(14) using a clean, specially prepared paint brush, which has most of its bristles cut off to tiny nubs, and one single hair which sticks out from the rest by 3 or 4 mm, carefully pick up one zircon at a time from the clean glass plate and transfer it to the center region of the tape-covered glass plate.

That *sounds* ever so much easier than it is! First of all, the microscope with which we are looking at the zircons on the clean glass plate is a standard one, which means what you see through the scope is both upside down and backwards. It is also needful to use the 20-times magnification lens to be able to see the zircons, since they are so tiny. This makes it difficult to even get that single hair into the field of view in the first place, and it is ever so much harder to actually move it the direction it needs to go to touch the zircon grain once you've found it. In addition, the thing which makes the part about "pick up" the crystal possible is either static electricity (rub the brush against your hair for a bit) or saliva (lick the brush)--either of which is a limited-time-only phenomena--if you take too long getting that hair into place, the grain isn't going to stick to it!

I soon found out that since I am not practiced at this skill I had a choice. I could *either* touch the zircon at which I was aiming, *or* I could pick up one (or often, many) random grain(s) with the hair. I could not manage both at once! So I contented myself with aiming at specific zircons, picking up grains of *something*, and transferring them over to the tape-covered glass plate, and trying again.

When Dr. J., who was teaching me this technique, does this, she winds up with nice, evenly spaced rows of zircons, and nothing but zircons, on her tape. When I did it I wound up with clumps of a variety of grain types, all of which look very much the same in the plain light of the microscope under which the tape covered glass sits, so we don't even yet know if I'm getting enough zircons! I ran out of time on Friday, so the task will be resumed this week.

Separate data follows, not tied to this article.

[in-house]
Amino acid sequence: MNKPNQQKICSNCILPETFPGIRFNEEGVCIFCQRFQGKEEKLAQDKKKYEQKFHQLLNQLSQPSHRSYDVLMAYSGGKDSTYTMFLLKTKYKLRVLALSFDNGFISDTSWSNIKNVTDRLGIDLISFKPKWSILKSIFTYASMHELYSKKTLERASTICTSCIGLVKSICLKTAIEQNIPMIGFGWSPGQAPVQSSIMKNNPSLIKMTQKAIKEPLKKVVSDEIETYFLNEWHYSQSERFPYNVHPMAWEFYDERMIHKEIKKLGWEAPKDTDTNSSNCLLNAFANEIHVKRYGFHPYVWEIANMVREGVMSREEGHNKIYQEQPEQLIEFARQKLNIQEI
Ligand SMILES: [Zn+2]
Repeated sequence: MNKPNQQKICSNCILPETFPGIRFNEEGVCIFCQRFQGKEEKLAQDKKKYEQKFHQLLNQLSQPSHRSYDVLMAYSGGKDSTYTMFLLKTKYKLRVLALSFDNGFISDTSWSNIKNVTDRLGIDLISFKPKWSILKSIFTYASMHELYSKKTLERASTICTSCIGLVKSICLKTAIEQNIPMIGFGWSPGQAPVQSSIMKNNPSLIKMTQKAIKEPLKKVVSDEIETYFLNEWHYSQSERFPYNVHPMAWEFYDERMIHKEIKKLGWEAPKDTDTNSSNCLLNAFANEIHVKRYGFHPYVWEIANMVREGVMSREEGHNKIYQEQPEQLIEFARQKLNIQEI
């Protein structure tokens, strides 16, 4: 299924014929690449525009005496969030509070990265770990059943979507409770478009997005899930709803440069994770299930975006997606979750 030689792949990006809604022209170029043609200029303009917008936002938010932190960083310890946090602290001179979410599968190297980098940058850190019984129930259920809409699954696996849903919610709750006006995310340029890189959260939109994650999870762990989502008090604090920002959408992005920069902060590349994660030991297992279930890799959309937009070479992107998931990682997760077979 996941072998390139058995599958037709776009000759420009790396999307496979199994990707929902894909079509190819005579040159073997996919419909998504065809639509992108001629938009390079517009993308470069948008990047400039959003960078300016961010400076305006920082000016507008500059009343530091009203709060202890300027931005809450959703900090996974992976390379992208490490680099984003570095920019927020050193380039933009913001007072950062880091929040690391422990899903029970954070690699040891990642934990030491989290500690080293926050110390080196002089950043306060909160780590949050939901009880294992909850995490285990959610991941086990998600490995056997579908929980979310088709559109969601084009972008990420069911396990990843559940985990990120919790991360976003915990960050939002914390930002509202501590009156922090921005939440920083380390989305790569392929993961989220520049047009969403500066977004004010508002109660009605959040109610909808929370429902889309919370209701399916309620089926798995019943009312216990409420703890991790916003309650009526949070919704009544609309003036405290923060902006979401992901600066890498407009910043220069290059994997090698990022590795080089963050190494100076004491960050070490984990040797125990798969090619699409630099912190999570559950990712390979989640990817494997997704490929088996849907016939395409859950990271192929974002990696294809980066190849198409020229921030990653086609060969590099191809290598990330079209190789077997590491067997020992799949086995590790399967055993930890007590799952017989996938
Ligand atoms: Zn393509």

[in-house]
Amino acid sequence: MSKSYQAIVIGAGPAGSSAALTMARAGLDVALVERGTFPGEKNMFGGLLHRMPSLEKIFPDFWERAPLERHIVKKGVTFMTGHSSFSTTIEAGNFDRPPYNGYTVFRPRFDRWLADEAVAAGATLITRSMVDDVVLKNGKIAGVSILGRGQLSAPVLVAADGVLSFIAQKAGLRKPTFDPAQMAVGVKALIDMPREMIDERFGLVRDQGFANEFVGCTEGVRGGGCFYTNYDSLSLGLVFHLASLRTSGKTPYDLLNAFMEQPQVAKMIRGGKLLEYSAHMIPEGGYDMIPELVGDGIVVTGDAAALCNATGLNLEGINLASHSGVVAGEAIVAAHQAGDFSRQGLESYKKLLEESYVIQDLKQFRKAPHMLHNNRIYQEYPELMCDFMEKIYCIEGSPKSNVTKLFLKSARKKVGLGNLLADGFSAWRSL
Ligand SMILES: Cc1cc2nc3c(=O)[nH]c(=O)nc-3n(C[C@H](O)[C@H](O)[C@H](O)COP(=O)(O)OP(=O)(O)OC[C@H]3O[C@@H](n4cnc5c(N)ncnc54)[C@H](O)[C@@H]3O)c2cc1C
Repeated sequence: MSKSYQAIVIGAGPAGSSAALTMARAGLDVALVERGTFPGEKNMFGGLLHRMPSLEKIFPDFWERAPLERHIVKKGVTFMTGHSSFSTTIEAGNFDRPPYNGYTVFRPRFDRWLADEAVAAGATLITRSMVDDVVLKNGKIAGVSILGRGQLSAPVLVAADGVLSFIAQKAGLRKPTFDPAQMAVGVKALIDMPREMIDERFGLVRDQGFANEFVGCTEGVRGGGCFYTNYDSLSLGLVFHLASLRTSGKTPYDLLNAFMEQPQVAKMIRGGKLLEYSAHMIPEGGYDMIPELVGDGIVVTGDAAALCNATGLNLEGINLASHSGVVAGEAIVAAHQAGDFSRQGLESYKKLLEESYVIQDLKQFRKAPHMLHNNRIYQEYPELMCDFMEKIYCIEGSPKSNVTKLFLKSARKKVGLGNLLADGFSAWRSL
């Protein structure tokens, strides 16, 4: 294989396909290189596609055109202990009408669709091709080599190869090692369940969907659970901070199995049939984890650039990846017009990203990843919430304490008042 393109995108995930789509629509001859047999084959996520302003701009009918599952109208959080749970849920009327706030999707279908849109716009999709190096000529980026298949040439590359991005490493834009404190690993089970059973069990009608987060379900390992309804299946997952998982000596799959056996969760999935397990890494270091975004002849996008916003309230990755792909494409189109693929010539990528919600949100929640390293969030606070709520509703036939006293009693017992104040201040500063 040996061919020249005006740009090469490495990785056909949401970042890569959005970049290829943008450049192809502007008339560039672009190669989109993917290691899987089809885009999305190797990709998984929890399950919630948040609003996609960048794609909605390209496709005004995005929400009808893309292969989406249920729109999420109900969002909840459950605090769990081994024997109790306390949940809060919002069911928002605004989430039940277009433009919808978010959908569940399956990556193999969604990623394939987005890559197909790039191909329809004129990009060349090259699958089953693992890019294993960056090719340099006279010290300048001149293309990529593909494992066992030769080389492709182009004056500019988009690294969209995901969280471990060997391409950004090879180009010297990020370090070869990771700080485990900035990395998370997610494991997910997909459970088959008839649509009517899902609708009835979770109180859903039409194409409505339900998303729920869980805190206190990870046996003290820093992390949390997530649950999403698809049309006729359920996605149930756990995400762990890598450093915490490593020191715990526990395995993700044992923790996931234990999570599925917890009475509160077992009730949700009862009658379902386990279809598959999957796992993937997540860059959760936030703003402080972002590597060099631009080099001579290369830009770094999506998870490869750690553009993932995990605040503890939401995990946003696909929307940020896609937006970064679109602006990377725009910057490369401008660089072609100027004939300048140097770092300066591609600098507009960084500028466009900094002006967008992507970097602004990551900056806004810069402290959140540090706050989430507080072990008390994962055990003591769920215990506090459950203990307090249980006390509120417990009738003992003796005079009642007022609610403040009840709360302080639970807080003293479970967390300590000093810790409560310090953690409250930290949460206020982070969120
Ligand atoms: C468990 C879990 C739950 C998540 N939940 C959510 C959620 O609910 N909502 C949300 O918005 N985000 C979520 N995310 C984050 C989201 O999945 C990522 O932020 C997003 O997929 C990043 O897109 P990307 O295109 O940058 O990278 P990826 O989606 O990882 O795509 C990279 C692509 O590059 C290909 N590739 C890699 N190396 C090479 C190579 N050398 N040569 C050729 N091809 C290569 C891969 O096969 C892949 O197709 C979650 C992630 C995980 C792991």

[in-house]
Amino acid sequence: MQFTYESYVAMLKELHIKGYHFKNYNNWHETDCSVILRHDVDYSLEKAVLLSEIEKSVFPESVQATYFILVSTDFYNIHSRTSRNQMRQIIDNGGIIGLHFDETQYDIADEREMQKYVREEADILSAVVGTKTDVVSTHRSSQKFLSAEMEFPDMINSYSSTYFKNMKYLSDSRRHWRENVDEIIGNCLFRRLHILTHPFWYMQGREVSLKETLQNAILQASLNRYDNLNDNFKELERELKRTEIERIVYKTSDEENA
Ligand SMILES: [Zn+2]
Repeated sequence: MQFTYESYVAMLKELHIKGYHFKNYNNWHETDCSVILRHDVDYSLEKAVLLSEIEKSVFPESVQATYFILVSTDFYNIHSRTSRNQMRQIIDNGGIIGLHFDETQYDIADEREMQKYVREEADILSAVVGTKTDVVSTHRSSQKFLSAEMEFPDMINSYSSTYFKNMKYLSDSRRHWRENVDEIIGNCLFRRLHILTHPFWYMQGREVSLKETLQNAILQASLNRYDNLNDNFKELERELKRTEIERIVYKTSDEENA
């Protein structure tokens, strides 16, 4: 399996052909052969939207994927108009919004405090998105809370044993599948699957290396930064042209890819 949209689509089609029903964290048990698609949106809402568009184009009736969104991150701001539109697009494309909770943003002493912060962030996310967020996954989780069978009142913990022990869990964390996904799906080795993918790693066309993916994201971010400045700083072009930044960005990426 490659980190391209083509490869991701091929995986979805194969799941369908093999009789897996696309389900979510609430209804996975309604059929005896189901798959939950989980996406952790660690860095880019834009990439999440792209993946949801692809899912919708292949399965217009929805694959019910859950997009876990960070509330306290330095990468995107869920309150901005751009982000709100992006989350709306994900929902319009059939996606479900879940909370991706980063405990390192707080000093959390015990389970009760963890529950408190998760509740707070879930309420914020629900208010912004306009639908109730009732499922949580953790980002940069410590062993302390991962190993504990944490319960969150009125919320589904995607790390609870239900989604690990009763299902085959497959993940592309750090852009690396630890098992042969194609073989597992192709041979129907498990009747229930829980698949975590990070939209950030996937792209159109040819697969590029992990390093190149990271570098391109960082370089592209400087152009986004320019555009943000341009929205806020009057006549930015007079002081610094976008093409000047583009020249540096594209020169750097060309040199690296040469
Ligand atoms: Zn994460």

Once we finish the mount and take them to the laser to analyze them, it will be easy to tell the zircons from the non-zircons. However, it is necessary to analyze at least 60 different grains of zircon, therefore it is usual to prepare a mount of at least 80 different grains, just to be certain that you've got enough with good results. Since I don't know how many of these are zircon, I need to do even more.

I am filled with respect for anyone who has actually mastered this challenging skill. Yet, I can’t help but wonder if there is an easier way. What if I found or made a small stiff object with which I could carefully slide the grains about? Then I could look through the microscope and rather than trying to *pick up* the grains, I could slide the zircons to one side of the plate, and the not-zircons to the other. Once I had two separate piles, *then* I could see about getting the zircons arranged in nice, neat little rows on the tape in preparation for making the mount.

Anyone else out there in the geoblog sphere have any experience with this? Would such a thing be easier?


Anonymous said...

Min sep! ... oh joy!

When I did it a few years back we had this process:
(1) crush
(2) grind
(3) Gemeni table
(4) vertical Frantz (magnet)
(5) slope Frantz
(6) heavy liquid #1
(7) heavy liquid #2
(8) pick

This post and this follow-up post from Thermochronic at the blog Apparent Dip goes into tons of details.

Good luck ... it's a good feeling when it's all separated and ready for analysis.

A Life Long Scholar said...

Thanks for sharing the links, I missed those when they came out. It sounds like our lab is way low tech compared to some--it was a bog-standard ribbed gold pan that I used, and a hand-held magnet. I also haven't had to go near any heavy liquids.

Silver Fox said...

I've never done separates for zircons - it sounds quite complicated - but I have done a bunch of magnetic separations followed by various heavy liquid separations. I don't remember what it was all for - and I was just a young junior-geologist flunky in the lab!